I read a striking insight somewhere recently, but don’t remember where it was or who said it. The insight flips inside out the standard belief (at least among Christian faiths) that living a good life gets you into heaven, so that while your body perishes into dust, your spirit or soul survives, presumably (if you’ve been a good person) in heaven, forever.
(As an aside, I’ve never understood how this concept of eternal life in heaven makes a lick of sense. Eternal life, but what kind of life? Whatever it is, *forever*? Really?? Human imagination fails with spans of space and time outside ordinary human experience, and completely self-destructs, sort of like dividing by zero, when trying to comprehend ideas of infinity or forever. No matter how blissful one can imagine life in heaven — a standard idea is that one is reunited with all your loved-ones (but in what form? As they were just before the died? No. As they were at the prime of life? So everyone’s a strapping 30-year-old? [Or each person’s heaven is different from everyone else’s, which would mean they’re not the same and your version of your loved-ones isn’t, in a sense…real.]) to live in eternal happiness — would it be bearable to experience *forever*? Contemplate this, and the incoherencies and contradictions and paradoxes mount, spinning wildly out of control. Or is it the idea of eating one’s favorite food, performing one’s favorite sport, watching one’s favorite TV program …forever? Forever! Over and over and over and over and over and over and over. And an infinite times over. Whatever it is, it would becoming palling, quickly. Sounds more like eternal torture. –Or does God somehow reset you everyday, so that you experience your favorite experiences of life fresh each time without the pall of remembering all the earlier iterations? Like the background cast of Groundhog Day. But how is it satisfying to be such a manipulated automaton?)
Returning to the original point: In fact, the opposite is true. The substance of your mortal body survives, and the pattern that was you mind (soul if you like), vanishes just as a rainbow fades away as the clouds gradually shift or the angle of the sun changes. The atoms and molecules in your body are part of the biosphere of the planet, billions of years old, and they survive themselves, endlessly rearranging themselves into new forms, in endless combinations. But the *patterns* of those physical particles don’t survive. The rainbows, the flames, the minds. There is no heaven for rainbows; there is no heaven that compiles every sentence ever spoken. Once spoken, a sentence is gone; once sounded, the symphonic performance no longer exists. Once the substrate fails, the pattern it held vanishes. But the components of the substrate survive and form new substrates, which give rise to new patterns.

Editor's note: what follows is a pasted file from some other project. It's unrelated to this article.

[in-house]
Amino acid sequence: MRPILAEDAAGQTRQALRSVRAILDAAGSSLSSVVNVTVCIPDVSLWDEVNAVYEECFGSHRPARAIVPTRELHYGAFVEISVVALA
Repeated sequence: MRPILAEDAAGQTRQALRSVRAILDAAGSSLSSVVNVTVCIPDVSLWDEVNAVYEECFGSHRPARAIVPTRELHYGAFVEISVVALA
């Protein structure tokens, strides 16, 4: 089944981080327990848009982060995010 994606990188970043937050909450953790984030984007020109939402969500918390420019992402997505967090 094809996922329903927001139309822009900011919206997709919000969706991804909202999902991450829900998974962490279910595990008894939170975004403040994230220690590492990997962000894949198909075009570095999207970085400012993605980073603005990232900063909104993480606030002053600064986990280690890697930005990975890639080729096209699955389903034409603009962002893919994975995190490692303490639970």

It’s been noted that, while alive, some 98% of all the atoms in your body are replaced annually. Your mind is pattern held by a particular formation of atoms and molecules, but not even the same ones from year to year!
The difference between minds, and rainbows or flames, is that, through the inescapable logic of biological evolution, the physical substrates (bodies) that hold the patterns of minds become more and more complex over time, thus the patterns they are able to support become more and more complex. So that as one substrate recycles into the biosphere and its pattern dissolves, the next substrate supports as complex a pattern, or a more complex pattern. But they’re new patterns, and thinking the old ones are preserved somewhere is a naive fantasy.